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Garni Temple, Garni

(4.6/5 based on 700+ reviews on the web)
The classical Hellenistic structure of Garni Temple remains the only embodiment of Armenia's pre-Christian era. Built in the 1st century CE by king Tiridates I, the temple honored the sun god Mihr. Today, in addition to drawing scores of tourists, it represents a shrine for Armenian neopaganism. As you approach the site surrounded by mountains, notice the structure's colonnades, geometrical figures, and rich decorations, all typical of Ancient Greek architectural style. Scholars speculate that it may in fact have functioned as a tomb, allowing the structure to survive the mass destruction of pagan edifices. Work out when and for how long to visit Garni Temple and other Garni attractions using our handy Garni trip itinerary builder.
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Reviews
TripAdvisor
  • The first thing one thinks is that the restoration has been over 85% who say the guides as the stones of a different color that you see everywhere seem to be more than 15%. In any case visit advisable as it is a piece of history if you want to know that it has meant Armenia. The interesting sights also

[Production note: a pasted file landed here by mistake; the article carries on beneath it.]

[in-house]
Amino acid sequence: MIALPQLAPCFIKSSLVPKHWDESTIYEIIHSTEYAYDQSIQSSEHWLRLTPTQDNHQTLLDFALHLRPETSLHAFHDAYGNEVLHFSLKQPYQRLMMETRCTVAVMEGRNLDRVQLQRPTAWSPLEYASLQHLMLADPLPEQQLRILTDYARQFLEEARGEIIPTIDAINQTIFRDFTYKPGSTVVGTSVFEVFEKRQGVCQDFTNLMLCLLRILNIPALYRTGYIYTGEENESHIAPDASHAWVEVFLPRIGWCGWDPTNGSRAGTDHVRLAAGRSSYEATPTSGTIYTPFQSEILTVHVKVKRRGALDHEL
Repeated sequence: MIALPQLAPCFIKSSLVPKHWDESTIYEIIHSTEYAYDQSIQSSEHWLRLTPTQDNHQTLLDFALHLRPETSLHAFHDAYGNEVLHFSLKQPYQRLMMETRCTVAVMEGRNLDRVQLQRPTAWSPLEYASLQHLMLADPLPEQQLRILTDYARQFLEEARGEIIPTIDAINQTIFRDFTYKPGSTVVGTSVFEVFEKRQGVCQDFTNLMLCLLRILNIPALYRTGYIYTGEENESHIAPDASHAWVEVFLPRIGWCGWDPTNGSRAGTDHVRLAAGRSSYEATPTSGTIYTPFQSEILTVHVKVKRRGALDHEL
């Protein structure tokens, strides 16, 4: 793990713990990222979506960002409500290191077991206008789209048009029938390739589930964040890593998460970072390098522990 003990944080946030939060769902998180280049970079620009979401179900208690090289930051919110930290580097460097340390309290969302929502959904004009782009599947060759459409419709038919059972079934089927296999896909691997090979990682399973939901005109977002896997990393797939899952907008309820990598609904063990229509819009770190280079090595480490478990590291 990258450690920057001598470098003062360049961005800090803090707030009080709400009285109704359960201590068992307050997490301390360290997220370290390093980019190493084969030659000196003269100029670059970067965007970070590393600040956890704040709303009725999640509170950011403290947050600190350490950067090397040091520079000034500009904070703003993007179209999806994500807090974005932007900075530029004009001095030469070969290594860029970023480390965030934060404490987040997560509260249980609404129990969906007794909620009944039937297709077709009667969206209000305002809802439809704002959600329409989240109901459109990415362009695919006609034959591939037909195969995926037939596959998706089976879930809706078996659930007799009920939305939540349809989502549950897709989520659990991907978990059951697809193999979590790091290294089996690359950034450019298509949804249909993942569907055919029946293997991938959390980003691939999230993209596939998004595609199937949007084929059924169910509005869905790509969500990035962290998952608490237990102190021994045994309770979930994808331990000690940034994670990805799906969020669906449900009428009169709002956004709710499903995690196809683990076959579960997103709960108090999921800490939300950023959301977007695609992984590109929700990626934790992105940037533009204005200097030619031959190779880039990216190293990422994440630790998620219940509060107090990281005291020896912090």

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  • I had a car with me and decided at the last minute to head to the Garni Temple from Yerevan. It was not on my list previously, but I'm glad I did. There were only a few people visiting and the views o...  more »
  • Nowhere else is there such a temple. Surprisingly, 80 percent of the stones is the same cobblestones, of which was originally built by the temple! With its degree of preservation and monumentality.
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Google
  • Nice place for a short vist. It is pretty small. Can be nice for a stop on the way, but not as main attraction.
  • The only pagan temple in Armenia which stands till today! It was built in the first century. The temple is covered with ornaments. There is an altar inside the temple where some neo-pagan festivals are still held today. The temple is dedicated to the Iranian god Mihr or Mithras.
  • Great Ancient temple built by Armenian king Tiridates I in approximately 77 AD as a temple to the sun god Mihr. It's a symbol of pre-Christian (pagan) Armenia
  • The view and surroundings is nice but washrooms were so dirty. This place is for tourists to come and see, they would like to also use clean toilets.
  • I found the deep valley surrounding the site was somehow more impressive than this Hellenic temple itself. Was a bit annoyed by some olympic-game-like music which was, I supposed, used to conjure up artificially a sense of Classic Times. But guess I should be appreciative of its fame as the best known structure of pre-Christian Armenia. (Sep 2012)